‘I don’t want to explain it again!’ Shelley squeals.
‘Well you might have to,’ Shelley’s aunt, Christabel, responds.
Shelley huffs and crosses her arms in protest. She loves living with Aunt Christabel, but she is extremely strict. Shelley was moved to Christabel’s home by the department, after months of living on the streets and couch surfing. Shelley’s social worker arranged foster care with her maternal aunt, who she’d met only once or twice in her fourteen years. The last time was Christmas, the year Shelley turned eleven. Christabel was kind, though, Shelley remembered clearly. She was nothing like Gretta, Shelley’s mum.
‘Honey, I know you’re not used to boundaries, but if you live under my roof, then you have to live by my rules,’ Christabel continues. Her voice is soft and kind, with none of the sharp bites favoured by Gretta. Strange how sisters can be so different. ‘Now, one more time, please, explain it for me.’
Christabel sits on the end of Shelley’s bed and smiles, inviting her to expand.
Shelley obliges. She repeats everything that has happened in her first week at the new secondary college. All the taunts, the loneliness, and feeling like a square peg in a round hole.
‘No one wants to be my friend, Aunt Christabel. No one!’ Shelley blurts. She throws her head into the pillow and sobs.
Christabel rubs her niece’s back and lets her cry. She hears Shelley mumble something. Her heart leaps; perhaps she misheard.
‘What was that, honey?’
‘Someone put a turd in my locker!’
Christ, it’s worse than she first thought. All her research prior to enrolling Shelley at the school showed empirical evidence to suggest it had good structures, teaching support and that students thrived there. Once she slipped the papers over the reception desk though, the real truths came out. Neighbours who’d had kids attend there in years gone by stopped at her front fence to natter while she was gardening. Past students trashed talked the school on social media. Still, Christabel assumed there was good and bad in any school, and she figured Shelley was a survivor. She’d tough it out.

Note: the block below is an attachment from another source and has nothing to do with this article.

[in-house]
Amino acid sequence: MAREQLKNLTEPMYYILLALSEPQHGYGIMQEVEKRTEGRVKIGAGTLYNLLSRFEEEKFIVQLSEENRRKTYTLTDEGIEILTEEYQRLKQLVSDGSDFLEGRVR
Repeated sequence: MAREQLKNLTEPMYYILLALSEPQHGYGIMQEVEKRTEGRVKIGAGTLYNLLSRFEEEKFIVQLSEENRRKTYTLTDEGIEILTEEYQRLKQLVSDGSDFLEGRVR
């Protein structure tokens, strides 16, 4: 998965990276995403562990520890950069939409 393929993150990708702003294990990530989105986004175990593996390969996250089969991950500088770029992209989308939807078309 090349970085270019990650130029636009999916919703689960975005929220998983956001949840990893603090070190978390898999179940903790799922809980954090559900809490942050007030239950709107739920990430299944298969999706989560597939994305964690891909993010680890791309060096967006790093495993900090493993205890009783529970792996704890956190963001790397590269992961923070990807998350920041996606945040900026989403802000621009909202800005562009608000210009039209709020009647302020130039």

She still thought that. But shit? In a locker? Who does that?
‘Alright. You can stay home today. I’ll contact the principal to get to the bottom of it.’
Christabel stifles a giggle; she didn’t mean to make that pun. Shelley’s head pops up from the pillow with a light in her eyes that Christabel has never seen before.
‘Urgh, that was terrible,’ Shelley says, laughing. ‘Did you mean that?’
‘It was bad, wasn’t it?’ Christabel kisses her niece on the forehead. ‘Snuggle under the covers. Take a nap. I’ll bring you brunch in an hour or so.’
Shelley nods. She draws breath, and continues, ‘Aunt Christabel?’
Christabel pauses at the door to Shelley’s bedroom. ‘Yes, honey?’
‘Thank you. For everything.’